Trip home to Russia reenergizes youth coach Krivokrasov
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This past August, Andrei Krivokrasov ventured back to his home country of Russia to visit his parents and to also serve as a guest coach and instructor for a 2008 birth year youth team.
On his recent trip, he was able to compare and contrast youth hockey development in Russia, particularly in Krivokrasov’s hometown of Angarsk, with a focus on what development and training looks like for the youth hockey player in the Krivo School of Hockey Elite versus the youth hockey player in Russia.
For Krivokrasov, the director of the program that bears his name, the trip home was a very positive experience.
“All players in my hometown of Angarsk start their hockey season in the middle of July,” explained Krivokrasov. “The day usually consists of getting to practice an hour and half before the on- ice session. One hour is dedicated to dryland training prior to practice, 30 minutes on getting dressed after dryland, and an hour and half ice session. Mites are on the ice five days per week, older kids train six times per week. Older players spend almost half of the day at the rink, including the ice session in the morning, breakfast at the rink with the team, then dryland training for one hour, and then dedicate one hour to flexibility training, which I find very important for player’s body control.”
As for the differences between Russia and the Krivo School, there are not many that Krivokrasov noticed.
“The differences in development are not different at all – 100 percent focus on skating and skills development,” Krivokrasov said. “My hometown hockey school, Ermak Angarsk, has been producing solid talent and many players go on to play in KHL or in the NHL, so fundamentally building a solid player is based on the philosophy of skills development.”
The attitudes of the youth players in Russia and Colorado are also similar.
“Youth players’ love for the game is the same and they all have hockey dreams in Russia like the players in the United States,” said Krivokrasov. “Players are disciplined and very eager to learn, same as what I learned when I played in Ermak. Discipline is a core for learning, growing and retaining skills every day on and off the ice.”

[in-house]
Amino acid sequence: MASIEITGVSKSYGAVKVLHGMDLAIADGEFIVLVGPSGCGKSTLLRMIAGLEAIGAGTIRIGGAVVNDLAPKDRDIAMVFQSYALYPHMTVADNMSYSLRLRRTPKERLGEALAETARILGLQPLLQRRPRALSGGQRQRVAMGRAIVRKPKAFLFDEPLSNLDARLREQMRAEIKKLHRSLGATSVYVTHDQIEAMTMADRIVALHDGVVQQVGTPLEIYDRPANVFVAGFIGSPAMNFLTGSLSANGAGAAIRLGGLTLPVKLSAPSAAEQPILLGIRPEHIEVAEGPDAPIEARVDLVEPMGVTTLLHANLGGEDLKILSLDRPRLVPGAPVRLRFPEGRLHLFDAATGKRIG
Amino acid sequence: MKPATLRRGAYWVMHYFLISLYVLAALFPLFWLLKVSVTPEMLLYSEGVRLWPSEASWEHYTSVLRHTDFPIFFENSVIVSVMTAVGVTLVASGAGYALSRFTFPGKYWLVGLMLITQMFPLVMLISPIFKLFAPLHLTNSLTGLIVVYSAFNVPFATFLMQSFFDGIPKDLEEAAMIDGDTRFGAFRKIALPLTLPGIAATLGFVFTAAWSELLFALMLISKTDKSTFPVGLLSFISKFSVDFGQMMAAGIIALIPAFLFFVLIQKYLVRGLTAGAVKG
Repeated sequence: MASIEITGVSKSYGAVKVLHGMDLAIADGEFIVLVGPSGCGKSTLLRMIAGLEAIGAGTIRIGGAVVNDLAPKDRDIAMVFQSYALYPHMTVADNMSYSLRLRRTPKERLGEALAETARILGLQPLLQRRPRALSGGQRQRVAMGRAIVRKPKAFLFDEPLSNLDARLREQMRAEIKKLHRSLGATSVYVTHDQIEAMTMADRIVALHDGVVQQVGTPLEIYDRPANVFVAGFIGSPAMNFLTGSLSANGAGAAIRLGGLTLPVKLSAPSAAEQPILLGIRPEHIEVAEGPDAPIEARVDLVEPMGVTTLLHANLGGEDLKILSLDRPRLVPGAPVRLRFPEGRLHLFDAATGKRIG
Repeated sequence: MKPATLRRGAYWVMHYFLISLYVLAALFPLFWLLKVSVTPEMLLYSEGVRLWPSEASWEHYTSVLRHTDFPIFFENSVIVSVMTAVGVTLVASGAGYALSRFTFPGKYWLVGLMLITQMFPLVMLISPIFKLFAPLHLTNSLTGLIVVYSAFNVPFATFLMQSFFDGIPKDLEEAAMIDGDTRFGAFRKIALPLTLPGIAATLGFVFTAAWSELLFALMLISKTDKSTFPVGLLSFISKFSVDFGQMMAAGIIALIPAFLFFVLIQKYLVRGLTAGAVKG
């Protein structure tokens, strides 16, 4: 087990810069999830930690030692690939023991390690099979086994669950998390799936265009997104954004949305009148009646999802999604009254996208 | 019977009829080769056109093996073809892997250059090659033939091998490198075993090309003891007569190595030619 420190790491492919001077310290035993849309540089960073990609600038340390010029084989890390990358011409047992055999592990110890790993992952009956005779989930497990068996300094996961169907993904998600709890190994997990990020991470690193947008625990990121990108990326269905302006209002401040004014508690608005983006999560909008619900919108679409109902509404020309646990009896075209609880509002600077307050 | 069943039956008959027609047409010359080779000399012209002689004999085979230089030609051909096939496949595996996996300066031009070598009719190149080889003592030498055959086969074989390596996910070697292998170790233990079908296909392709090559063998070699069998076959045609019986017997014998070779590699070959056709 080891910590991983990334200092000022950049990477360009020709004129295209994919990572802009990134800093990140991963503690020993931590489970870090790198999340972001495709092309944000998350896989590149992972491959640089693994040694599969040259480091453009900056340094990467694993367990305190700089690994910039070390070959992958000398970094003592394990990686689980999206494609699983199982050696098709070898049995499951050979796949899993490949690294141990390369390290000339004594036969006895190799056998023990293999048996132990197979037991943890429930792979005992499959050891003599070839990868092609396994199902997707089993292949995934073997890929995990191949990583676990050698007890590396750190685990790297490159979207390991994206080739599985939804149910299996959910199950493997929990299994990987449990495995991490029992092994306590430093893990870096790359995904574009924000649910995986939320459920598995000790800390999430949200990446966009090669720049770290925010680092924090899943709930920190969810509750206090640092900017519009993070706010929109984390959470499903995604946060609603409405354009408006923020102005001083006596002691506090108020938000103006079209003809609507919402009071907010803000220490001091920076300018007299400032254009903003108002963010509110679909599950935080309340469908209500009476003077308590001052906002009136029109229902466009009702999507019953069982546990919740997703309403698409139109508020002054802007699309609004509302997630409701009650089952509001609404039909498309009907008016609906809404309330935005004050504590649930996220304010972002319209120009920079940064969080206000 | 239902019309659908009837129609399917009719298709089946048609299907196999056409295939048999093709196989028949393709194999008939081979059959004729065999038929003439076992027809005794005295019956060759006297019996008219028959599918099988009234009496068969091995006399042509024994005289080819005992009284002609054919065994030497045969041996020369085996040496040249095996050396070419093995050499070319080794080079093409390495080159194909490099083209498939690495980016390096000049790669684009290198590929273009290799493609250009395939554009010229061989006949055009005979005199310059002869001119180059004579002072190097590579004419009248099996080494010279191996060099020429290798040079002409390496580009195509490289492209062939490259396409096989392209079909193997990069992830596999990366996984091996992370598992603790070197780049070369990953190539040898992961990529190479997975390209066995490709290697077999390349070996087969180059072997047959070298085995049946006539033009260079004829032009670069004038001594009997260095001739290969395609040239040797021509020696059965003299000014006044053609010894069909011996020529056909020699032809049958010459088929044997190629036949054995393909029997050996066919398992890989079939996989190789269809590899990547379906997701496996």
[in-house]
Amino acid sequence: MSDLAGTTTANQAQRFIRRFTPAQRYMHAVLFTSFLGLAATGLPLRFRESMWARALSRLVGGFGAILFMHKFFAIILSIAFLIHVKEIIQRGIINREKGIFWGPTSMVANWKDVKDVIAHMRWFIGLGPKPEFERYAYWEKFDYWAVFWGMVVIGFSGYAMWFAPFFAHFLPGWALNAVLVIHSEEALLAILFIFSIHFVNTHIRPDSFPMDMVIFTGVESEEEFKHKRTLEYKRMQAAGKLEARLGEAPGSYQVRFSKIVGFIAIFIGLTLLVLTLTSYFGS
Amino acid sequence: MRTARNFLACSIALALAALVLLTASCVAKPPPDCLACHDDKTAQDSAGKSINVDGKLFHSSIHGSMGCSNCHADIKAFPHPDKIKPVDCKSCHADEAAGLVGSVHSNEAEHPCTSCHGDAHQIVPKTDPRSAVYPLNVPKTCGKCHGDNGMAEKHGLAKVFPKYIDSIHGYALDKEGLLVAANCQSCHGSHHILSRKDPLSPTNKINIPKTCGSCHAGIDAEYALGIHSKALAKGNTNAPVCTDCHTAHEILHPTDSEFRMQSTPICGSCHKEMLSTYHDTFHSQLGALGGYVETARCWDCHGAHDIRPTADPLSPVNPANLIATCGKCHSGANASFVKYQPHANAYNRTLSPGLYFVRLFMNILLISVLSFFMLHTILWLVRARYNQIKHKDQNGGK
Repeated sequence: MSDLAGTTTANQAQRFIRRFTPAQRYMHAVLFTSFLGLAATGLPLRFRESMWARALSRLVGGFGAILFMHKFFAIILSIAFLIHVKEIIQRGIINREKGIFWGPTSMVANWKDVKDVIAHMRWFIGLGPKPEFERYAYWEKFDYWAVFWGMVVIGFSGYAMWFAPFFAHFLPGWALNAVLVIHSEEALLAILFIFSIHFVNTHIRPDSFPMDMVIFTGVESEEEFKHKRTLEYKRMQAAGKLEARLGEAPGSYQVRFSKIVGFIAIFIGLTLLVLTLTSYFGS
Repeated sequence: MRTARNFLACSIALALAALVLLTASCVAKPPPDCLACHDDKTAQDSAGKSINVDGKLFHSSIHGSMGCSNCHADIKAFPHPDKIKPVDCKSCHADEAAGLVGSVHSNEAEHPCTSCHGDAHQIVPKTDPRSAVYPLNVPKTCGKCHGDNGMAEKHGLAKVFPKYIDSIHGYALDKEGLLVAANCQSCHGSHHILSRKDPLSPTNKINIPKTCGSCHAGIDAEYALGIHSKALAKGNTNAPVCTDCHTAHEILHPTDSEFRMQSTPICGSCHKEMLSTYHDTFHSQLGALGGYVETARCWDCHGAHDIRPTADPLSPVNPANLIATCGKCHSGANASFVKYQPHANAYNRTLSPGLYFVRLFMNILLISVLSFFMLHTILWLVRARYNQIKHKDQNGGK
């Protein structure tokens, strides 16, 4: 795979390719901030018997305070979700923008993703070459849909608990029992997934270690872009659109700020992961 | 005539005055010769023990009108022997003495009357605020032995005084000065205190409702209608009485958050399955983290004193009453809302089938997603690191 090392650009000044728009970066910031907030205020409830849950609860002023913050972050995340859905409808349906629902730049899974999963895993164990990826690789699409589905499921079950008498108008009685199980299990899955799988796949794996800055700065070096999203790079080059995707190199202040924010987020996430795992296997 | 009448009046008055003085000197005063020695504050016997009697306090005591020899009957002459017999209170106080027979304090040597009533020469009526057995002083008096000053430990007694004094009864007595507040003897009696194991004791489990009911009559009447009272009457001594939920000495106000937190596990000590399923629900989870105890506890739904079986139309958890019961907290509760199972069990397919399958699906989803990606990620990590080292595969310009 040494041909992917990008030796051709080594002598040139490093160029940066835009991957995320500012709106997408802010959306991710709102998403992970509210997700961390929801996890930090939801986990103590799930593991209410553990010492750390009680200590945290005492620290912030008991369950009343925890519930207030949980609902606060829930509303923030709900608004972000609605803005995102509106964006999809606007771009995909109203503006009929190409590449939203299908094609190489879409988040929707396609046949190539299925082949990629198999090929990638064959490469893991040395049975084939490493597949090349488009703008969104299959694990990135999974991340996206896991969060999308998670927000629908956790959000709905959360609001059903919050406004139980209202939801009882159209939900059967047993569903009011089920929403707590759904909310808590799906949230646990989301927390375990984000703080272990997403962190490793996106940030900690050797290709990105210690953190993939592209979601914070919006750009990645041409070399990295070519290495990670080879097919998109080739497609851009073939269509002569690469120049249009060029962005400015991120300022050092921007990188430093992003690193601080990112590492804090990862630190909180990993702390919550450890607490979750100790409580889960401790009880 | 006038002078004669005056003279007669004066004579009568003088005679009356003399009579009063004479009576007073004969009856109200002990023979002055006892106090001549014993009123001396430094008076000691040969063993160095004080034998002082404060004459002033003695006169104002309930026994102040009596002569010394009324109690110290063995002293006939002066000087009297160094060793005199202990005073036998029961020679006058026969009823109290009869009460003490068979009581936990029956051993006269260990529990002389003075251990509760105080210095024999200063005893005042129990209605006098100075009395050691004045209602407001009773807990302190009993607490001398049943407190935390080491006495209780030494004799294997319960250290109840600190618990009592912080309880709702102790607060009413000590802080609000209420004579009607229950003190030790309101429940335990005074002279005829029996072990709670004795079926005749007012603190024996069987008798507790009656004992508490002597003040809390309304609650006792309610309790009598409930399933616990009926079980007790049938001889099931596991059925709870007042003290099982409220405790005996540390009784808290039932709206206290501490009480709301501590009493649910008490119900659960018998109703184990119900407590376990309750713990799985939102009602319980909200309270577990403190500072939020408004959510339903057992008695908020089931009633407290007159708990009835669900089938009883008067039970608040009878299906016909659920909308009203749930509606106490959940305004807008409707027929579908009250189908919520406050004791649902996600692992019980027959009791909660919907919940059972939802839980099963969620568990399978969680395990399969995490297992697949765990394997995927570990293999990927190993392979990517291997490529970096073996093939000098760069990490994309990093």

Krivokrasov noted that parental dedication in Russia also mirrors what he has seen in the U.S.
“One thing is saw in Russia is that parents sit together in the stands way above the bench about 20 rows back and let the coaches do their job,” said Krivokrasov. “Even if they get excited and yell at their kid to work harder or do something better, the kid can’t hear and keeps focus on the ice. In my opinion, players at Krivo School of Hockey Elite developed in line with Russian players, but in my opinion only, in many instances our players are better. Way better skaters.
“In comparing programs, I’m proud to say that we go above and beyond to do a superb job on how we develop our players. Our players are getting the best. It’s reassuring thing for our program and our coaching that we are on the right track of player growth. We are doing it right, but not content on where we are. One very big thing I learned that in Russia – many drills are dedicated to growing hockey IQ. I’m not going to elaborate how they do that, but it’s something I will be implementing more in our practice regimen, to give an edge to our players at Krivo School of Hockey Elite.”
New Krivo coach Ivan Benevelsky is from the same Russian hockey system, so his coaching philosophy aligns well with Krivokrasov.
“Ivan is very creative and that is something I look for in a coach,” said Krivokrasov. “He sees what I see and has the ability to modify on the fly, to make players achieve a desired skill or a team play.”
– Matt Mackinder